The Unison union’s local government conference was set to start this weekend, followed by the union’s national conference.
The discussion by local government delegates is set to be dominated by the issue of pensions, which was due to be debated on Sunday.
Despite being unable to secure any kind of acceptable deal, the union leadership refuses to call more strike action.
This is clearly at odds with the feeling among the union membership. When over one million local government workers went on strike on 28 March, they did so with a determination to win and to take further action.
Talks have merely given vague assurances and signalled that the union leadership had already conceded its stance of winning the same deals as made with teachers, civil service workers and health workers last year.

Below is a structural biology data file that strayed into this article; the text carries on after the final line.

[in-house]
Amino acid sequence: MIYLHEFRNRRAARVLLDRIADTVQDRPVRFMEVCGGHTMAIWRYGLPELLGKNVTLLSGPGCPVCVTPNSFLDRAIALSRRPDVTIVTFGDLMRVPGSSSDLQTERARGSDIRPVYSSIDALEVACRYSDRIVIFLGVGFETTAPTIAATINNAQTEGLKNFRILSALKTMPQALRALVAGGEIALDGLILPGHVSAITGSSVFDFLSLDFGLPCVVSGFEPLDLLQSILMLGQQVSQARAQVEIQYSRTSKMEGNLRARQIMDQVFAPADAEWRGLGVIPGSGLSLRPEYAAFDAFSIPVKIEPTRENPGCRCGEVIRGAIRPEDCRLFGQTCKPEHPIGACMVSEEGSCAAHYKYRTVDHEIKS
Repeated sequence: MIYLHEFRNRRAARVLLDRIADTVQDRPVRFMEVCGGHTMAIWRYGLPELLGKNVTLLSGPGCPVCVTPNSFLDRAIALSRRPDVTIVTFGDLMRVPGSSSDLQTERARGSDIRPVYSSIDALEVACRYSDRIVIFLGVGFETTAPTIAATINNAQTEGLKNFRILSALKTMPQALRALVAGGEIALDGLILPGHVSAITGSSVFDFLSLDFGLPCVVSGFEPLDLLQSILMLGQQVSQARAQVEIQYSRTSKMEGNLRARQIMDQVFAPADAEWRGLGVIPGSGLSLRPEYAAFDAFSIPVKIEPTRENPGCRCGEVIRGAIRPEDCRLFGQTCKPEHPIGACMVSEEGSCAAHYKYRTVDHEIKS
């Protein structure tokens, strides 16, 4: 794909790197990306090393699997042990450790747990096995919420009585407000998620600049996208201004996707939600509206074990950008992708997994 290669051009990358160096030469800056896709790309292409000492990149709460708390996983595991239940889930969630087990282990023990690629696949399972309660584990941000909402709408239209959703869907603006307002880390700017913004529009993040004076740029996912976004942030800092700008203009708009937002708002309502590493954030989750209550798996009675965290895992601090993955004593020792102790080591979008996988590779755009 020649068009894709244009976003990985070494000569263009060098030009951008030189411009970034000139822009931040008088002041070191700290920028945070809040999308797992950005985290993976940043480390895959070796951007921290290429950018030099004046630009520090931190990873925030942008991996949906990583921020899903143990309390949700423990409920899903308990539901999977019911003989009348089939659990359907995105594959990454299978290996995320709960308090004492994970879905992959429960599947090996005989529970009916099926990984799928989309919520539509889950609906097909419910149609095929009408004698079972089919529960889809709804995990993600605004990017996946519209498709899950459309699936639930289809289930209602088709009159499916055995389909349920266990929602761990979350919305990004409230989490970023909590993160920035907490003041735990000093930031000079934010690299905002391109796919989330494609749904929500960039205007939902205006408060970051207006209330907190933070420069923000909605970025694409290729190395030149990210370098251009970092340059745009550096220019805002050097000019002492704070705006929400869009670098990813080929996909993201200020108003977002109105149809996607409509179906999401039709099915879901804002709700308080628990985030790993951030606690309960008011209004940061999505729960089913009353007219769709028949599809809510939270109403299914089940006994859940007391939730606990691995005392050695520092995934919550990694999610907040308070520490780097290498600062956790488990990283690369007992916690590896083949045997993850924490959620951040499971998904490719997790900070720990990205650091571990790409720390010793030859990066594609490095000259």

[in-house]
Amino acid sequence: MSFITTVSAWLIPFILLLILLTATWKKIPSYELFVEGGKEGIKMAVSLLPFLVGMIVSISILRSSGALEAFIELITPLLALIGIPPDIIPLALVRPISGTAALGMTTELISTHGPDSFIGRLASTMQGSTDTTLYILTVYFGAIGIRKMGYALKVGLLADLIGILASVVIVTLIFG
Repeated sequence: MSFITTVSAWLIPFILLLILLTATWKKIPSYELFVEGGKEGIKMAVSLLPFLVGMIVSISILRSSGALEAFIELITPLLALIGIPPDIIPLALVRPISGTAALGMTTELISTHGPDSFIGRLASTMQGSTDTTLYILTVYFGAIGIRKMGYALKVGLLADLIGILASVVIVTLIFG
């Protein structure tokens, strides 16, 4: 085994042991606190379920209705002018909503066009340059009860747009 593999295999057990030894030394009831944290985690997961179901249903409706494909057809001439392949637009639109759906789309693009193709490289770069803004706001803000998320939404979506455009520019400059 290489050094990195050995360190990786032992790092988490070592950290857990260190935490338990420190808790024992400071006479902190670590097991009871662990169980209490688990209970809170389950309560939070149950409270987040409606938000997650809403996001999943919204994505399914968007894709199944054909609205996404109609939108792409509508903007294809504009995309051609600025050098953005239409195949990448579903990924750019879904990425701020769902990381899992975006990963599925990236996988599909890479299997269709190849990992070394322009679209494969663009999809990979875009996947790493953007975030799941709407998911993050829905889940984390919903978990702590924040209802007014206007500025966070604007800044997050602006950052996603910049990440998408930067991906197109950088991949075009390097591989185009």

Since 28 March, the offers coming out of the talks are so derisory that no one could sell them as any kind of victory.
The union’s leadership is now placing all its hopes in legal action against employers’ claims that it would be against age discrimination legislation to offer a deal that protects existing local government workers.
Britain’s biggest union now finds itself in a position of weakness rather than strength.
While national leaders feel unable to call more strikes, individual branches in regions such as the West Midlands are calling for strikes to restart.
The local government conference debate on pensions is likely to reflect this clash of opinions.
The Unison leadership seem desperate to avoid a confrontation with the Labour government, whose policy they argue we can influence.
But many ordinary members know that confrontation with the government is the only way to defend pensions.
This government has been driving the private sector into local councils since it was first elected, and more and more members find the threat of privatisation is a stark reality.
As the need for a fighting union, unhindered by loyalty to Labour, becomes clearer to activists, it creates an opportunity for the left to build.